9. Thank you for writing this. I was in a controlling, abusive courtship 25 years ago, as a young woman, and the extent that it is still with me has frustrated me. During my relationship with this man, I think as a result of the intense and constant focus on what I was wearing/ what other women were wearing/ the necessity of policing my body, I remembered being molested as a preschooler. Then I felt so much guilt over not being a virgin for the man I was courting, that the awful memories and the guilt nearly pushed me into a breakdown. I 'confessed' about not being a virgin, expecting that he couldn't possibly hold it against me considering my being only 4 when it happened. I was wrong: he was disappointed, and offered me no compassion. In spite of his callous treatment of me, I believed I loved him. When he broke up with me I was heartbroken. I married a wonderful man within a year of the break up with the abuser, and we have had a long and happy marriage and two wonderful children.

    Reading your blog has been a comfort to me, because I have mostly kept my feelings and internal experiences to myself. Everyone seemed to think it was just an ex-boyfriend like any other, and I should just forget about it. I didn't talk about it out of embarrassment. I've berated myself for feeling as though I cared for him, for the intensity of my feelings, for putting up with so much demeaning behavior and feeling romantic love for someone who used and mistreated me to such an extent. Thank you for helping me see that my feelings are a normal part of the trauma, and not some kind of personal flaw.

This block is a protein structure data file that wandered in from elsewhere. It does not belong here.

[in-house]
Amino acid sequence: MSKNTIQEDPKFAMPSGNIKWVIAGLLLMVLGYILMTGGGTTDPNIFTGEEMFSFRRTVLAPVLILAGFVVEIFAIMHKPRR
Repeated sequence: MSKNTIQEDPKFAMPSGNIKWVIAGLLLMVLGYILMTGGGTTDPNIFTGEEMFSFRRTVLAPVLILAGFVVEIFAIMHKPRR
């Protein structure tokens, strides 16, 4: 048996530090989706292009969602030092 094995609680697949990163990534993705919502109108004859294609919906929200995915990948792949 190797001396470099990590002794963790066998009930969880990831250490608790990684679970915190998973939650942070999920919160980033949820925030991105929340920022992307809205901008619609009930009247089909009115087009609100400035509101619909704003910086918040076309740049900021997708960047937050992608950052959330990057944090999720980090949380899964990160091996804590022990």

ReplyDelete
    Replies
    1. Thank you so much for sharing this here. I'm so glad my words have been a source of comfort for you -- that really means the world to me. I also want to express how sorry I am that you endured the pain of abuse in your past, on more than one occasion. When we make ourselves vulnerable and are met with rejection or condemnation, our weak places are exposed and the potential for deep wounding is very real. I'm so happy that you are in a good relationship now! We cannot blame ourselves for the injuries inflicted by others. That just makes coping and healing harder.

      You are not alone, Kathleen.

      Delete

Post a Comment

Popular Posts